Chapter 5. Multilayer Perceptrons

Abstract
Having described the structure, the operation, and the training of (artificial) neural networks in a general fashion in the preceding chapter, we turn in this and the subsequent chapters to specific forms of (artificial) neural networks. We start with the best-known and most widely used form, the so-called multilayer perceptron (MLP), which is closely related to the networks of threshold logic units we studied in Chap. 3.
Rudolf Kruse, Christian Borgelt, Christian Braune, Sanaz Mostaghim, Matthias Steinbrecher

Chapter 6. Radial Basis Function Networks

Abstract
Like multilayer perceptrons, radial basis function networks are feedforward neural networks with a strictly layered structure.
Rudolf Kruse, Christian Borgelt, Christian Braune, Sanaz Mostaghim, Matthias Steinbrecher

Chapter 7. Self-organizing Maps

Abstract
Self-organizing maps are closely related to radial basis function networks. They can be seen as radial basis function networks without an output layer, or, rather, the hidden layer of a radial basis function network is already the output layer of a self-organizing map. This output layer also has an internal structure since the neurons are arranged in a grid. The neighborhood relationships resulting from this grid are exploited in the training process in order to determine a topology preserving map.
Rudolf Kruse, Christian Borgelt, Christian Braune, Sanaz Mostaghim, Matthias Steinbrecher

Chapter 8. Hopfield Networks

Abstract
In the preceding Chaps. 5 to 7 we studied so-called feed forward networks . that is, networks with an acyclic graph (no directed cycles). In this and the next chapter, however, we turn to so-called recurrent networks , that is, networks, the graph of which may contain (directed) cycles.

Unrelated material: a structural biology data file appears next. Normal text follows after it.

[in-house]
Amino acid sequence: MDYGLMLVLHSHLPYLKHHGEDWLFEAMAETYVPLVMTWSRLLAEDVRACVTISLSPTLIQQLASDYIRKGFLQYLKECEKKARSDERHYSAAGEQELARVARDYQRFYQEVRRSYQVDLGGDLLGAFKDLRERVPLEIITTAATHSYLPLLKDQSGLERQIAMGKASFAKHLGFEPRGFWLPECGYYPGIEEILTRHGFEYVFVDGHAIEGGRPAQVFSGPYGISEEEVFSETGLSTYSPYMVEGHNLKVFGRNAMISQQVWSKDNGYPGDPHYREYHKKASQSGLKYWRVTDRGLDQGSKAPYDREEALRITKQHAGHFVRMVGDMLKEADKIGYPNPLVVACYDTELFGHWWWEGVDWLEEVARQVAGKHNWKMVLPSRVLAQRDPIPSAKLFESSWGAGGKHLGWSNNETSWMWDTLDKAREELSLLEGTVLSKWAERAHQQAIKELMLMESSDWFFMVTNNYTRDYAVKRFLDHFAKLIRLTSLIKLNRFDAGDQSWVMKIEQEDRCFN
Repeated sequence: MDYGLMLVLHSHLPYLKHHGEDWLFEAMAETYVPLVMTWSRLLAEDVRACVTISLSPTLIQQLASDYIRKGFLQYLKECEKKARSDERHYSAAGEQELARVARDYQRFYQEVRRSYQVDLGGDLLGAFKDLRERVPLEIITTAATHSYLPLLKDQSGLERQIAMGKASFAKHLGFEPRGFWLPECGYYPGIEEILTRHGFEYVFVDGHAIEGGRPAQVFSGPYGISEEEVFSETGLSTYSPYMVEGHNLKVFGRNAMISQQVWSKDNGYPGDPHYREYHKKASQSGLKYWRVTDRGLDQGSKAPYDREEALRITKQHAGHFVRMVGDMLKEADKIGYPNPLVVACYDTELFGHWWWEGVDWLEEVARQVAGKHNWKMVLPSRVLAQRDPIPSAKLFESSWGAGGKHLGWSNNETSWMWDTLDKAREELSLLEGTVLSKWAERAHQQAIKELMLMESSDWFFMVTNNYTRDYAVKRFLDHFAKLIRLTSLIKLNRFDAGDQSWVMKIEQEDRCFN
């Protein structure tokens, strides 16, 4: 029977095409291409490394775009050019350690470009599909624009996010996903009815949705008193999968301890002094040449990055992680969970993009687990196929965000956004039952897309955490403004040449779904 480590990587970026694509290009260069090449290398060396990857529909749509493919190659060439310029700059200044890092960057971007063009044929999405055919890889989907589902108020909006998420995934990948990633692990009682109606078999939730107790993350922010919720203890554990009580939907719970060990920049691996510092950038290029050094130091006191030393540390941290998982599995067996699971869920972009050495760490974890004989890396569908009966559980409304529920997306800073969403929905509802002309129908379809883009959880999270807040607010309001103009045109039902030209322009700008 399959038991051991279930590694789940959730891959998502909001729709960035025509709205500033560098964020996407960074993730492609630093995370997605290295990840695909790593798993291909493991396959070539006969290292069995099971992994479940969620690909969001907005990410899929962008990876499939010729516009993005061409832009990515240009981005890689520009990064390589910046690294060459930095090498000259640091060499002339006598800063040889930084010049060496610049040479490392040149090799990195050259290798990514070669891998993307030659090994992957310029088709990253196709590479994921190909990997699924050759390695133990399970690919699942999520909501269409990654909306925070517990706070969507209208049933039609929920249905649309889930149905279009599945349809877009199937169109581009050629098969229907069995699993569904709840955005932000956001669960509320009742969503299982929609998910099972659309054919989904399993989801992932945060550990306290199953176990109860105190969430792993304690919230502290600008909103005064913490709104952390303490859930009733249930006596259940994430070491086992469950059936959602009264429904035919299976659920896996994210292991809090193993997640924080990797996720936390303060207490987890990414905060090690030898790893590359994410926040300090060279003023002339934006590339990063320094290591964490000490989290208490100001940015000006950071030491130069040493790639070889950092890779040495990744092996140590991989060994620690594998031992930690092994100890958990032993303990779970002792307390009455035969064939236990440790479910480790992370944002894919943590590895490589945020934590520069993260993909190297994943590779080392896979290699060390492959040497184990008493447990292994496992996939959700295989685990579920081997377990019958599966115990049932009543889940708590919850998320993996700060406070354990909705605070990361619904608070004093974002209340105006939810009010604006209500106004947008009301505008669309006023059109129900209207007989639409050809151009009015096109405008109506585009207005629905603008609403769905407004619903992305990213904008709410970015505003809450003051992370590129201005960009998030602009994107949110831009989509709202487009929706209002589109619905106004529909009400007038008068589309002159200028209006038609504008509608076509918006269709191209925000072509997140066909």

Rudolf Kruse, Christian Borgelt, Christian Braune, Sanaz Mostaghim, Matthias Steinbrecher

Chapter 9. Recurrent Networks

Abstract
The Hopfield networks that we discussed in the preceding chapter are special recurrent networks, which have a very constrained structure. In this chapter, however, we lift all restrictions and consider recurrent networks without any constraints. Such general recurrent networks are well suited to represent differential equations and to solve them (approximately) in a numerical fashion. If the type of differential equation is known that describes a given system, but the values of the parameters appearing in it are unknown, one may also try to train a suitable recurrent network with the help of example patterns in order to determine the system parameters.
Rudolf Kruse, Christian Borgelt, Christian Braune, Sanaz Mostaghim, Matthias Steinbrecher

Chapter 10. Mathematical Remarks for Neural Networks

Abstract
The following sections treat mathematical topics that were presupposed in the text (Sect. 10.1 on straight line equations and Sect. 10.2 on regression), or side remarks, which would have disturbed the flow of the exposition (Sect. 10.3 on activation transformation in a Hopfield network).
Rudolf Kruse, Christian Borgelt, Christian Braune, Sanaz Mostaghim, Matthias Steinbrecher

Evolutionary Algorithms

Frontmatter

Chapter 11. Introduction to Evolutionary Algorithms

Abstract
Evolutionary algorithms comprise a class of optimization techniques that imitate principles of biological evolution.
Rudolf Kruse, Christian Borgelt, Christian Braune, Sanaz Mostaghim, Matthias Steinbrecher

Chapter 12. Elements of Evolutionary Algorithms

Abstract
Evolutionary algorithms are not fixed procedures, but contain several elements that must be adapted to the optimization problem to be solved.
Rudolf Kruse, Christian Borgelt, Christian Braune, Sanaz Mostaghim, Matthias Steinbrecher

Chapter 13. Fundamental Evolutionary Algorithms